Run, Hide(3)

By: Carol Ericson

Jenna dabbed at a lone chocolate chip from Gavin’s plate and sucked it into her mouth, the sweetness replacing the metallic aftertaste of fear. “I told you never to ask me any questions, Marti. For your own safety.”

“A-are you in some kind of witness protection program? That’s what I always figured.”

“Sort of.” Her gaze wandered to the kitchen window, and a voice surfaced from her past.

If they ever find you, run.

“Can’t the authorities who put you here help?” Marti was talking again, but Jenna was only half listening.

“We have to leave.” She swept the cup and plate from the table and ran some water over them in the sink.

“Good idea.” Marti tugged her down jacket around her. “Let’s go to the police, and then maybe you can call the FBI or whoever put you in the program, and...”

Jenna grabbed Marti’s arm. “No. I mean we have to leave—leave Lovett Peak for good.”

Marti’s mouth gaped open. “Like forever? Like now?”

Tears pricked the back of Jenna’s eyes as she nodded. She’d miss Marti. She’d miss her adopted town of Lovett Peak, Utah. Just like all the other towns in all the other states.

“T-tell everyone I had a family emergency.” She grabbed her bag from the table and shoved the bundle of money inside. Holding her hand out to her son, she said, “Let’s go, honey bunny.”

“You mean now?” Marti gripped her shoulders and shook her. “What about all your stuff? What about your life?”

Jenna took in the sparse little house with no photos, no mementos, nothing personal, and a smile twisted her lips. “There’s not much stuff...not much life.”

A fat tear rolled down Marti’s cheek, smearing her makeup. “Can’t you tell me what’s happening, Jenna? Won’t you let me help you?”

Jenna hugged her friend, her best friend for the past ten months she’d lived in Lovett Peak. “Thanks for everything, friend. And keep that gun handy for the next twenty-four hours.

“Let’s go, Gavin.”

“I’m going to miss you. Contact me when you can.” Marti extended her arms for one last hug.

A crack split the air, and Marti froze. Her heavily lined eyes widened and her lipsticked mouth went slack. She toppled forward, the blood from the gaping wound in the back of her head spreading onto the battered linoleum floor.

Covering Gavin’s face with one hand, Jenna screamed. The front window shattered and she ducked at the same time she realized the window had fallen apart from the bullet that had taken Marti’s life.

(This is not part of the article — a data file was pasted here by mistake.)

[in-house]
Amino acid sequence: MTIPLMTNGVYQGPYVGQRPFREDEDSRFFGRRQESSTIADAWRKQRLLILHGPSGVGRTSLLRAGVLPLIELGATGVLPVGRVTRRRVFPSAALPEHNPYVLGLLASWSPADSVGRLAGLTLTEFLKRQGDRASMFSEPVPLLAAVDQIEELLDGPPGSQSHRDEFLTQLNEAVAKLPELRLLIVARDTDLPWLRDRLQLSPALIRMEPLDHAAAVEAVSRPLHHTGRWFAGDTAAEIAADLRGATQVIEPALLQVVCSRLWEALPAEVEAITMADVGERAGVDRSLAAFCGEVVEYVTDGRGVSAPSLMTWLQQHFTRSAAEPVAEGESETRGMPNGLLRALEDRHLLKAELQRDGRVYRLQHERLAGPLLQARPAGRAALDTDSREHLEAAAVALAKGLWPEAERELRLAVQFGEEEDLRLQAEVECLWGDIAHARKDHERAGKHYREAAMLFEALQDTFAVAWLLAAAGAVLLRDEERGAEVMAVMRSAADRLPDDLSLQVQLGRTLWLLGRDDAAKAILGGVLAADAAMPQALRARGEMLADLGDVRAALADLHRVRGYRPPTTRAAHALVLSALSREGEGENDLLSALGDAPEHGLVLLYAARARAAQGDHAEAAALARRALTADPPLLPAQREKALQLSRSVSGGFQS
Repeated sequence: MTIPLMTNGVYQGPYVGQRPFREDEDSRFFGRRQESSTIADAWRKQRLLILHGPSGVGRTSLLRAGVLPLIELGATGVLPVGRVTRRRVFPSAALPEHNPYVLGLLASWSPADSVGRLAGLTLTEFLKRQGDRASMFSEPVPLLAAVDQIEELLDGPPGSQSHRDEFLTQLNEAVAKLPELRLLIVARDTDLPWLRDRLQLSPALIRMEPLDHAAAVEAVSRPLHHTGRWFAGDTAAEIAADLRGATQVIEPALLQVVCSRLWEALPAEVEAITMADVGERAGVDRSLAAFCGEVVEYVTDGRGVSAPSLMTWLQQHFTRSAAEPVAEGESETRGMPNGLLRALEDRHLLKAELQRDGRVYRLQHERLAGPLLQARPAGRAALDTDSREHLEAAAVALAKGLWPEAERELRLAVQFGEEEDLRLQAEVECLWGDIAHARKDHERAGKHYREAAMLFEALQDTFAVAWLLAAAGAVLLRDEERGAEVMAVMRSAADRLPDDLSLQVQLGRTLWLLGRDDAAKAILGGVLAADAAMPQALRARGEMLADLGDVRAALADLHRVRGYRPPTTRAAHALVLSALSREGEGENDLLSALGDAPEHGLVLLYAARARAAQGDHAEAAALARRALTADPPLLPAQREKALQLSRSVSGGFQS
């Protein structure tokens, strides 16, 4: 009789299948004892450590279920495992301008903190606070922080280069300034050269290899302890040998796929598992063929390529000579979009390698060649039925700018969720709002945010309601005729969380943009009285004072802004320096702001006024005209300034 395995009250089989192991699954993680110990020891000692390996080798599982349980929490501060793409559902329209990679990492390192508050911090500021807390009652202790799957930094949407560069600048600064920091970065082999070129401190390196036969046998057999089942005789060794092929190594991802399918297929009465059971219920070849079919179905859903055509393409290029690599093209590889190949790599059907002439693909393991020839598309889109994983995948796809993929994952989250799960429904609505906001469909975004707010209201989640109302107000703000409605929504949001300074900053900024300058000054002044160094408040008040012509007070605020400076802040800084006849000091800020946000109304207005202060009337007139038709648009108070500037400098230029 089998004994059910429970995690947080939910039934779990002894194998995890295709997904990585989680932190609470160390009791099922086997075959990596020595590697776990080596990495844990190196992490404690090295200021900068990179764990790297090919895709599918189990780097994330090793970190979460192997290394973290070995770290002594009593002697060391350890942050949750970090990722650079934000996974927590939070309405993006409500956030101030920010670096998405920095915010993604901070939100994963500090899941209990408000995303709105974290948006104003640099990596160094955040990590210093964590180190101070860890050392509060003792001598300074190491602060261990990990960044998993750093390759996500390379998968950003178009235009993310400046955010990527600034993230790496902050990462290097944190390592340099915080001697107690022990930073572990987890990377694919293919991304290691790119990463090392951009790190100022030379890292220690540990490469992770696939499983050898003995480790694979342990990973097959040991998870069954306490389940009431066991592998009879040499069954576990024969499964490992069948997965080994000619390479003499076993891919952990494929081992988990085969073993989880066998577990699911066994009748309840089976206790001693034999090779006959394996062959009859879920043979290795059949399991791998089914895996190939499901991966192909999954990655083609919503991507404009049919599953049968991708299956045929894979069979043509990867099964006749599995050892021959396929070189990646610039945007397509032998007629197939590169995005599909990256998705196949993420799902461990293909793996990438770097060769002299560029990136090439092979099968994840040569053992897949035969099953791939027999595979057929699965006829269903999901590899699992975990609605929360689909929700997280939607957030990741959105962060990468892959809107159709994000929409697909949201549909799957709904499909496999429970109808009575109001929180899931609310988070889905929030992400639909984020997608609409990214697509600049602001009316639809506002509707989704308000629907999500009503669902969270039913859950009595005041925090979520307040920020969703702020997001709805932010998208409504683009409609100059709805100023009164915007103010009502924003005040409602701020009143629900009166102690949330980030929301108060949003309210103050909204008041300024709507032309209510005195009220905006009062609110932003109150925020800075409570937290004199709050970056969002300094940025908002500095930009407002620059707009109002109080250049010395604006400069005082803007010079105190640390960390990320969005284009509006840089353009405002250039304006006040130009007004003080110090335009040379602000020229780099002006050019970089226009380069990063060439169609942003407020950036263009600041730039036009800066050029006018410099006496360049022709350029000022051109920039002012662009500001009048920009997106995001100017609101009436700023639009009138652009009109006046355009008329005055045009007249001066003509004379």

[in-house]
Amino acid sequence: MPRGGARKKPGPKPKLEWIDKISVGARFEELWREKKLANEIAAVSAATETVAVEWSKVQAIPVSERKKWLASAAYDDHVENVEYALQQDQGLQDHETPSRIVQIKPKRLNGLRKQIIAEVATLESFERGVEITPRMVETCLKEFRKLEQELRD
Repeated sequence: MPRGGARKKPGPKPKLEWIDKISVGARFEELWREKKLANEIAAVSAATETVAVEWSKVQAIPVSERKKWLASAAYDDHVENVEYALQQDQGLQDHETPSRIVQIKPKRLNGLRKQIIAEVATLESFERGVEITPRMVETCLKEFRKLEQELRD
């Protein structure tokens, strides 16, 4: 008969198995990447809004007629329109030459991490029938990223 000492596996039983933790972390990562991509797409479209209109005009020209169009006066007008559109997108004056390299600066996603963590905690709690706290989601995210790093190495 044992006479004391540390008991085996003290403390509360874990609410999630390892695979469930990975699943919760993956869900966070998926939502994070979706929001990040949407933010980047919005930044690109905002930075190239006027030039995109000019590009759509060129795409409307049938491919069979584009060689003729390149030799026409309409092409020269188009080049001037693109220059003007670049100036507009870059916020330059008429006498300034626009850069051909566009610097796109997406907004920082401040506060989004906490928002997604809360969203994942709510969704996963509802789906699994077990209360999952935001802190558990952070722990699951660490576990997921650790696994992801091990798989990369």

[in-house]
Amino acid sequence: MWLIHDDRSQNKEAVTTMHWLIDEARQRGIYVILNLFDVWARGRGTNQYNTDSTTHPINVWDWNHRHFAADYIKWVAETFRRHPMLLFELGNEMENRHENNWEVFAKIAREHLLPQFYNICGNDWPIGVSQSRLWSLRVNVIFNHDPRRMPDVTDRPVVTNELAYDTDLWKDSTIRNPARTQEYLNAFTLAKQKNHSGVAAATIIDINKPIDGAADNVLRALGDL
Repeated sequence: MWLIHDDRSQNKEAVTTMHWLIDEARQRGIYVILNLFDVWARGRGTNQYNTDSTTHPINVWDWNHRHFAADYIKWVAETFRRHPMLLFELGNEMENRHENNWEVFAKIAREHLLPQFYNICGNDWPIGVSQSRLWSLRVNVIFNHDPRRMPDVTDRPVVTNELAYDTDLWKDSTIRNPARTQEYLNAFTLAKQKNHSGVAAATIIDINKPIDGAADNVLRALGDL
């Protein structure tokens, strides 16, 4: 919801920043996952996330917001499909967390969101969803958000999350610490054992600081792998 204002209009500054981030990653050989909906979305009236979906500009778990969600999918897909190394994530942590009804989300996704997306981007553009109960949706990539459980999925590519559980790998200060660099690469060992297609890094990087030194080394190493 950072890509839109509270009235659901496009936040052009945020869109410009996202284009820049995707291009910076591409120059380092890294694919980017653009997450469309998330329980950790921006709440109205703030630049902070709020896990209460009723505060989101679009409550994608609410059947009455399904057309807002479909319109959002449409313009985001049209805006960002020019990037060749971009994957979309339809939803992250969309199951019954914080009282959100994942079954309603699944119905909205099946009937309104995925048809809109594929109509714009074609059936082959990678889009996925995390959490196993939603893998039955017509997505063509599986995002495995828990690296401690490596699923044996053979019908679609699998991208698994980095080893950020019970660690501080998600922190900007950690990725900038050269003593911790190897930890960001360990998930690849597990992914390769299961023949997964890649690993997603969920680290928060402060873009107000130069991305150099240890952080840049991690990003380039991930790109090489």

Lifting her gaze to the snowy scene outside, she saw nothing—no gun, no gunman—but she knew they were out there somewhere.

Gavin whined and tried to peel her fingers from his face. “What’s wrong with Marti?”

“She’s sick, honey.” Jenna crouched, covering Gavin with her body, and hustled him out the back door. If the assassins had their high-powered weapons aimed at the back of the house, too, she didn’t stand a chance.

She jogged across her small backyard in a hunched-over position, her muscles tight, her breath coming out in short spurts visible in the frosty air. She waited for the next shot.

They’d aim for her. They wouldn’t want to hit Gavin.

They just wanted to take him.

Shoving Gavin in front of her, Jenna swung through a gate that led to her neighbor’s side yard...her other neighbor. The image of Marti slammed against her brain, and her gut rolled.

Focus. Transportation. With her car out of commission, she and Gavin had been taking the free shuttle buses around town. After a week, she had memorized their schedules.

Head down, she stumbled through her neighbor’s yard, her boots slushing through the snow, half dragging, half carrying a complaining Gavin. Poking her head into the street, she set her sights on the Mountain View Hotel one block down.

The free shuttles made a stop at the hotel’s side entrance to take the tourists to the ski resort and the downtown restaurants. Looking neither right nor left, Jenna scurried to the side of the hotel.

She flattened her body against the wall, clutching her purse with one hand and her son with the other. A couple of skiers gathered on the steps of the hotel, their skis and poles pointing skyward.

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